WATCH: Uncle Builds Rollercoaster in Backyard for Nephew During Quarantine
A creative uncle made his nephew’s dream come true by building a rollercoaster in his backyard based on the 11-year-old’s drawings.
Leigh Downing, 47, and his son Charlie, 20, used the sketches made by his nephew Calden Ashley to construct the 230-foot-long big dipper, according to SWNS. They used plastic pipes for the rails and bits of scrap metal and wood to make the frame of the coaster. The inventive duo even employed an old wooden chopping board as the seat of the ride which circles their yard in Llandyrnog, Wales.
The structure was surprise for Calden, who was disappointed about being unable to see his friends over his summer vacation as a result of lockdown restrictions amid the coronavirus pandemic in the U.K.
“Calden has been rollercoaster mad for as long as I can remember," Leigh told SWNS. “Even before he was tall enough to ride, he was designing them on a computer.
And Leigh had a hand in building that interest. "It all started a couple of years ago when I had an operation and was off work for a couple of months. I gave Calden a wooden marble rollercoaster kit I had when I was a child. He was so thrilled with it."
The sizable ride the father and son have just completed isn't their first foray into coaster construction. “My son Charlie built [Calden] a small wooden rollercoaster that he could ride. He was absolutely ecstatic with the end result, but a couple of years on had got a little bored with it. We hatched this latest idea during the lockdown."
Still, they had to wait until families from different households were allowed to come together to do the build. "They really didn’t believe me when I told them I was building a rollercoaster until I showed them the video," says Leigh.
The new coaster was a far more complex build, says Leigh. "We built it with a wooden frame for the structure, PVC pipe for the rails, and 462 wooden bearers that we mounted the rails on, all of which Charlie cut and filed a 40mm profile in. We did it all in eight days.”
Charlie who is a math whiz and a hobby mechanic, and Leigh, who has a background in engineering, let Calden do the initial design for the ride by himself. "He designed it from start to finish including every twist, turn and bunny hop," though he had amits, "We had to rein in his expectations. At first, we thought we could do the drop two meters. We built the car and put it down and then went to three meters."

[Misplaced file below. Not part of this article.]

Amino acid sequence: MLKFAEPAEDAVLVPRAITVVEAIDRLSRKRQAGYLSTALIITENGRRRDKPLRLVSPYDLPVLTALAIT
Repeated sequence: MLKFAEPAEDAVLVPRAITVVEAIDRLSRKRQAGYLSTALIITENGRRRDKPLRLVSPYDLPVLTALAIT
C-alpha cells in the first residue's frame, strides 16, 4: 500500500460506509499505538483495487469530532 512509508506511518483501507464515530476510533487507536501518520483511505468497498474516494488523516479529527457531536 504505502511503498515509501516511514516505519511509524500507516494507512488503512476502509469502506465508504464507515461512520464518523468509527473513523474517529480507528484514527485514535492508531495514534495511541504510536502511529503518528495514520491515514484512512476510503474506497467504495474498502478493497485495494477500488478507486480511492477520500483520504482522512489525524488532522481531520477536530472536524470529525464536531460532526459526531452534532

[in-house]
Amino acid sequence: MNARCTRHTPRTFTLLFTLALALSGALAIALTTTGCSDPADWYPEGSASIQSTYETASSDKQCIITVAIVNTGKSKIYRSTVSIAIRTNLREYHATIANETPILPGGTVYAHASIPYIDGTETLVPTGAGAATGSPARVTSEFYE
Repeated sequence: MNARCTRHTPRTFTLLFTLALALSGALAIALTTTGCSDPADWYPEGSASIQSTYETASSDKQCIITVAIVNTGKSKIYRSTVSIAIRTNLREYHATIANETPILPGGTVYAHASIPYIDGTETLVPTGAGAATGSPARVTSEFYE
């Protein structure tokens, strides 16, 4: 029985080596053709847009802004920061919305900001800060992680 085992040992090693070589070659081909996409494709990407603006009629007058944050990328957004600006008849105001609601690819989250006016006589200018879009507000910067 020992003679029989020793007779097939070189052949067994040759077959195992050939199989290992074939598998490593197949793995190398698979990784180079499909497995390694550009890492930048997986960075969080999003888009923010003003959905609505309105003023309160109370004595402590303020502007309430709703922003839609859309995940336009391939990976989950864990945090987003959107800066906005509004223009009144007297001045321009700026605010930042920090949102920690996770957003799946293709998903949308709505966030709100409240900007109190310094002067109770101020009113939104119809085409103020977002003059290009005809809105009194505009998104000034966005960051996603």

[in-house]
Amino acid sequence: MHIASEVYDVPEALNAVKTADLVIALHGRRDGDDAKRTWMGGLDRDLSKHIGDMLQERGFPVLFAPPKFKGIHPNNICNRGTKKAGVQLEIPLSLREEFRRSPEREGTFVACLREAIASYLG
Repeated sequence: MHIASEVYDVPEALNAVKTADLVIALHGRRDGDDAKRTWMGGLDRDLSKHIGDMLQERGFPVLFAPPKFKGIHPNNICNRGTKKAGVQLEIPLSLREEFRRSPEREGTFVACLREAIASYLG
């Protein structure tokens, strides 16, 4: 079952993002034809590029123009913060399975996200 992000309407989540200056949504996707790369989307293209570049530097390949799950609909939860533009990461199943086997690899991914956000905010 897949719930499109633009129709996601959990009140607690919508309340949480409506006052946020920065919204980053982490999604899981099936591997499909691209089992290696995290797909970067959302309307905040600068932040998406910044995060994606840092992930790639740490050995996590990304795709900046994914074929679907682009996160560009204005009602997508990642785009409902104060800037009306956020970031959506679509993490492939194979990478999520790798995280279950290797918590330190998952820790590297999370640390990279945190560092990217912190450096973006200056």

Leigh said when it came to making the car, there was "lots of trial and error." He notes, "We had many injured hay bales as the car dismounted the tracks with them on board."
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After some significant design tweaks for safety, he says "We also did human trials. You could say Simon, Calden's stepdad, was the guinea pig. He insisted on riding it first to make sure it was safe, followed by my mother Wendy who’s disabled and we had to lift her into the car."
When it came time for Calden to ride, Leigh says, "[he] was very cautious at first. We got him parked at the top and just let go and, oh my god — we were exhausted. It is human-powered to get to the top. Then you climb in the car and off you go. It is too frightening for me. I have had a go and Charlie has had a couple of goes."
And while he's not keen on taking the ride himself, Leigh already has plans for another coaster. “Our next plan is a full steel rollercoaster with a corkscrew and a loop which, of course, will rely on Charlie’s math degree coupled with Calden’s rollercoaster designs," he says.
Leigh said the build has brought Charlie, Calden and himself closer together. “It was good fun. We worked well as a team and had lots of laughs along the way, and I feel we did something absolutely amazing."